33And his father and his mother marveled at what was said about him. 34And Simeon blessed them and said to Mary his mother, “Behold, this child is appointed for the fall and rising of many in Israel, and for a sign that is opposed 35(and a sword will pierce through your own soul also), so that thoughts from many hearts may be revealed.”

    This is the word of the Lord. It’s absolutely true, and it’s given to us in love. 

    Would you join me in prayer?

    Our great God and Heavenly Father, we do ask and pray that you would in fact stir our hearts. Some of us are weary and tired after an Advent and Christmas season that is supposed to offer hope and expectation, and yet our plants have been altered, our lives have been changed. We need once again, the second day of Christmas, to hear your words of truth, your words of hope, to hear Simeon’s words of consolation and comfort, so that we can know how to move on and how to live and most of all, how to rest and be a beacon of your hope to a world that so desperately needs it. We pray this all In Jesus’ mighty name. Amen.

    Simeon’s Hope For Comfort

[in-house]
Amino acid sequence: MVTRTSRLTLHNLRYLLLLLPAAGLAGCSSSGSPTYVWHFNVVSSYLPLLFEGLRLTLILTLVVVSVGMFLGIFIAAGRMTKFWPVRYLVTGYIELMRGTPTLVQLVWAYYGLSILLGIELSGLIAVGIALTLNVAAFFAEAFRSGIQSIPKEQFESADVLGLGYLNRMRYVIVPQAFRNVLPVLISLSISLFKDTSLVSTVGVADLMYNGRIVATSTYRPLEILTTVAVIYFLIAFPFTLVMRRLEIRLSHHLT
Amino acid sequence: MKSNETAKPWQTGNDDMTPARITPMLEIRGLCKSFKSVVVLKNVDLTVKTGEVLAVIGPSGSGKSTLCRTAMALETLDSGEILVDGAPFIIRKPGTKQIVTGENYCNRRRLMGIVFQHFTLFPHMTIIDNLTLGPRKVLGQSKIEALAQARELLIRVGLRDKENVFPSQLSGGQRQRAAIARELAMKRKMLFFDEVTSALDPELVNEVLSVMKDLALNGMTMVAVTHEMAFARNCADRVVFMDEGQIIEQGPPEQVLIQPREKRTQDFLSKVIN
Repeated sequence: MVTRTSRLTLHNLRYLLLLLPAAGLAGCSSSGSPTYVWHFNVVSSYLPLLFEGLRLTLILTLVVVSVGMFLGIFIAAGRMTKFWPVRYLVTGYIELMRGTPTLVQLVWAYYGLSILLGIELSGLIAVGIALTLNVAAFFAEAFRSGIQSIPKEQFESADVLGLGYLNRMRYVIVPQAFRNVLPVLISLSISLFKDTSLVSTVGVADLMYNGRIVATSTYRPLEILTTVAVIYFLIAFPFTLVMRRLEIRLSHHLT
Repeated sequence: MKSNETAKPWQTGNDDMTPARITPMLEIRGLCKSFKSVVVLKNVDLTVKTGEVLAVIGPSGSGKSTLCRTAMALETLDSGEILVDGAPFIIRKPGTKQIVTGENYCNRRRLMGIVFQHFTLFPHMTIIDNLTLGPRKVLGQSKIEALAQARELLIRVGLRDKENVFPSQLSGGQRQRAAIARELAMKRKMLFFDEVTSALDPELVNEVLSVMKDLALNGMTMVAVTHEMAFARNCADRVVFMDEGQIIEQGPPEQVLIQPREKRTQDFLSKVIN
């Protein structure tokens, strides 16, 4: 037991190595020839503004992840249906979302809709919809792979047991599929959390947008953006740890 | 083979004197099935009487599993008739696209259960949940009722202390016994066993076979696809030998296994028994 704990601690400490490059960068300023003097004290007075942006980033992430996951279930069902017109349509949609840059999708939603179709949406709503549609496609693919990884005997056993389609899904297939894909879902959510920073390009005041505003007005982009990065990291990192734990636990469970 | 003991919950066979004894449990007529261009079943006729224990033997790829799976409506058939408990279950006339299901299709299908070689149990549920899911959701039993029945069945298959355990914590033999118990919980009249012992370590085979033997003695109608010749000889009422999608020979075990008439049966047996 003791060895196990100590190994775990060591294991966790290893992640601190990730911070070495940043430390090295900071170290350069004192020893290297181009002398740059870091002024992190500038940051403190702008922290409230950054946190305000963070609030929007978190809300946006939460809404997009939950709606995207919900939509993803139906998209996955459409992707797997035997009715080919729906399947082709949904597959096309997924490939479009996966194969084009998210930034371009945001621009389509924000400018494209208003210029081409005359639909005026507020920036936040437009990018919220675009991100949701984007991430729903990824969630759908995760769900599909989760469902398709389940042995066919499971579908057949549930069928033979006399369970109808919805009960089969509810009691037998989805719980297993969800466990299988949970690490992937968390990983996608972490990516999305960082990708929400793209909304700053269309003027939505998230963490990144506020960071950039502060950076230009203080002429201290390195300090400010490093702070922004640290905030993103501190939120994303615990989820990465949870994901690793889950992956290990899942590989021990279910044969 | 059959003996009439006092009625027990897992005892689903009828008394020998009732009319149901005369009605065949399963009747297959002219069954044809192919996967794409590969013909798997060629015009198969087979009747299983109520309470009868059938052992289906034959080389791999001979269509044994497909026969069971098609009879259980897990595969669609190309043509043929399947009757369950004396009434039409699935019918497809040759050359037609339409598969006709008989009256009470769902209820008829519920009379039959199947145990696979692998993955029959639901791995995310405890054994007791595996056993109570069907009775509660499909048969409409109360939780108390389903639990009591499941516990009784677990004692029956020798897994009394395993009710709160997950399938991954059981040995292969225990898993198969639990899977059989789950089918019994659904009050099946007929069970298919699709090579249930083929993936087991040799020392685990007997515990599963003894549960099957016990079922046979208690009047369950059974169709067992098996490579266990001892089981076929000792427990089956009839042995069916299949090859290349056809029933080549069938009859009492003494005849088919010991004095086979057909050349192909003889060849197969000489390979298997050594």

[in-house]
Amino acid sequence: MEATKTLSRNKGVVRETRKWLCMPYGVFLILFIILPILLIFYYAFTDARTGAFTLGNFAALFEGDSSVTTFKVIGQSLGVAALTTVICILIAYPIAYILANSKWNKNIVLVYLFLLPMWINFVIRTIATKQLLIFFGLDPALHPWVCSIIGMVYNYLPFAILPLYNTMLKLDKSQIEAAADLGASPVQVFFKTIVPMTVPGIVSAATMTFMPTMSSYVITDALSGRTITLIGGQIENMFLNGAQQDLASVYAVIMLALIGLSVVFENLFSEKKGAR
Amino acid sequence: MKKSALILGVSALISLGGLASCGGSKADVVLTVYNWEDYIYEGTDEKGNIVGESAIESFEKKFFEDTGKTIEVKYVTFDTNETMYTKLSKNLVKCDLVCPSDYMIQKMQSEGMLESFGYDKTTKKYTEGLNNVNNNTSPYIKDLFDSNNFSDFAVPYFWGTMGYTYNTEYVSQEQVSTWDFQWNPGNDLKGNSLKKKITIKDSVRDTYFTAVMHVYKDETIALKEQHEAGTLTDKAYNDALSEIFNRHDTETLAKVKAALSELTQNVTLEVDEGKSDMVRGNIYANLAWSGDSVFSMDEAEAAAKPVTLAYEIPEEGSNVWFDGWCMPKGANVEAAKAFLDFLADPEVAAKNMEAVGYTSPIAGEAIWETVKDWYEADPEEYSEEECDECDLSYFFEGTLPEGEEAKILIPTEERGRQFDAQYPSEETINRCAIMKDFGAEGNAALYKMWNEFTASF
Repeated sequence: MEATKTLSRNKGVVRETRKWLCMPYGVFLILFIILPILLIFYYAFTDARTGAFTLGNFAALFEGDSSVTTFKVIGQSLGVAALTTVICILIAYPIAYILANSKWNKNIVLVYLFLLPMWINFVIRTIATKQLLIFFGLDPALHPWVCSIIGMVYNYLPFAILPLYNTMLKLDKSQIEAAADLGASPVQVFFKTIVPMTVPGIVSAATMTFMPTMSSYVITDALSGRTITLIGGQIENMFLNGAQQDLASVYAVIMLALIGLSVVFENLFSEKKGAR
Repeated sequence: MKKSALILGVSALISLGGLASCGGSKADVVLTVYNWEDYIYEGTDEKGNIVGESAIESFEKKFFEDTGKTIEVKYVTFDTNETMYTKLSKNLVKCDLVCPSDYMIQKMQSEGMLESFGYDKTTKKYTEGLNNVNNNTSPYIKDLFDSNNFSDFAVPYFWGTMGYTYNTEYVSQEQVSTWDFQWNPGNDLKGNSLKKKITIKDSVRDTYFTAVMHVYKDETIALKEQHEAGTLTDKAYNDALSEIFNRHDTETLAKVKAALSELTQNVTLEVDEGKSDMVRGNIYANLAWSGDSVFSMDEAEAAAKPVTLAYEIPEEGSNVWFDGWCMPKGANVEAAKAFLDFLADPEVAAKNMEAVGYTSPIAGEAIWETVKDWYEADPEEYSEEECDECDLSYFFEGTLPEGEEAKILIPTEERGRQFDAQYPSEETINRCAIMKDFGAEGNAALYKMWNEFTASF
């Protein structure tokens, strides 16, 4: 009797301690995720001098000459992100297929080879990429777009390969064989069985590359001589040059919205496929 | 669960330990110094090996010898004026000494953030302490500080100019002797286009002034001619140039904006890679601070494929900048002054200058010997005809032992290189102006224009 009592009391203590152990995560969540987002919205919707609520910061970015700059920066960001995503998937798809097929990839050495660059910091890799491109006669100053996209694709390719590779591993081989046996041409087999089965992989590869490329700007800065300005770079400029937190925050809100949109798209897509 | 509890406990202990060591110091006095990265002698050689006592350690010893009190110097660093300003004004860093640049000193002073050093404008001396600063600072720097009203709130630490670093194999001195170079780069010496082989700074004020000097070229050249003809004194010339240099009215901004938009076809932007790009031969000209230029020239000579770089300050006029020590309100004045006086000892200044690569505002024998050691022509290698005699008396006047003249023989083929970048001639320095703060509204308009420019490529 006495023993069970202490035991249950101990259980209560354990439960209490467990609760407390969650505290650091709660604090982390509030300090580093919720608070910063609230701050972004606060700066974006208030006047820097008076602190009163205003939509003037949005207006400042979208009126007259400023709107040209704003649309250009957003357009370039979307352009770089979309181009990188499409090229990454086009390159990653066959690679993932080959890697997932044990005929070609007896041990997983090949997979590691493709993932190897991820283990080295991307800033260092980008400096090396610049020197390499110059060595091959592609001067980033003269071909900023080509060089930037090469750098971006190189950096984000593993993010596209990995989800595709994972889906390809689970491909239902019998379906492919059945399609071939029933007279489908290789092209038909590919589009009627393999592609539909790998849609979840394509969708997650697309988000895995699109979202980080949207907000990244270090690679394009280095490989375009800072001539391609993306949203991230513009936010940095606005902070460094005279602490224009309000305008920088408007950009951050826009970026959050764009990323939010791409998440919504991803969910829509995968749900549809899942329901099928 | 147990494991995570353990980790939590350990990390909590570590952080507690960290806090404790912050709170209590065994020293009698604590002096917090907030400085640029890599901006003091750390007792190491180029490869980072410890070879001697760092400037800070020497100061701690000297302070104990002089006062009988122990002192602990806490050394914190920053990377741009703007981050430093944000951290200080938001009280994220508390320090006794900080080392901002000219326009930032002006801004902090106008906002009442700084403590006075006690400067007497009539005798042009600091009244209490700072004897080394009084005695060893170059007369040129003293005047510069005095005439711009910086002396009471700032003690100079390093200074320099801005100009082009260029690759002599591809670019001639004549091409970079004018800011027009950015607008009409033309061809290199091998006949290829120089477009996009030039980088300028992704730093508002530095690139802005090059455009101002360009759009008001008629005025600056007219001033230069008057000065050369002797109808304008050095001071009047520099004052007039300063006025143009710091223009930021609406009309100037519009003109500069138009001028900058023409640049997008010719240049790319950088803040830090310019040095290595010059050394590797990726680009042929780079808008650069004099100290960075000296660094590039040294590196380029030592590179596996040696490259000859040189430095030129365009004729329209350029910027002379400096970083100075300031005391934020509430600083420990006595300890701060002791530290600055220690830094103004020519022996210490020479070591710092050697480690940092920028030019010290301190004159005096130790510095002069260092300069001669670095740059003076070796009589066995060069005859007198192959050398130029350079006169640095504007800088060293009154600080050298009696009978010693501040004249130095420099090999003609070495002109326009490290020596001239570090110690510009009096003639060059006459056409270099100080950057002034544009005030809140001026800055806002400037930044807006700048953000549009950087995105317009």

I want to look at three things rather briefly. I want to look at Simeon’s hope for comfort, his song of salvation and his promise of conflict. First, Simeon’s hope of comfort. Luke introduces us to this old man named Simeon. He is the one who was righteous and devout. He’s spending his days in the temple. The Holy Spirit is upon him. Luke tells us that he’s waiting for the consolation of Israel. Simeon is waiting for comfort. Simeon is waiting for the consolation of Israel because the world that Simeon is living in, it’s not too far off from the world that you and I find ourselves in today. The world that Simeon sees is not as it should be. It is not right. In Simeon’s world for hundreds of years by that point, God had been silent towards Israel. Israel isn’t even a shadow of what it used to be. In fact, there are very few people like Simeon left who are spending their days waiting for God to bring consolation because after some 400 years, the prevailing thought was it’s just never gonna happen. God’s never gonna come through on what he had promised. The history of Israel certainly didn’t lend itself to have hope by Simeon’s time. Nations much more powerful had risen up against Israel, starting with the Assyrians, and then with the Babylonians, and now in Simeon’s day, it’s the Romans. They’ve wrought havoc against Israel, and what is so alarming isn’t the God of Israel wasn’t powerful enough to prevent all this; no, it was so alarming because the God of Israel had actually caused this to happen. What we learned in the prophets of the Old Testament who watched this history unfold before their very eyes is that Israel, because of their disobedience, because of their idolatry, because they refuse to repent of their idolatry were sent off into exile.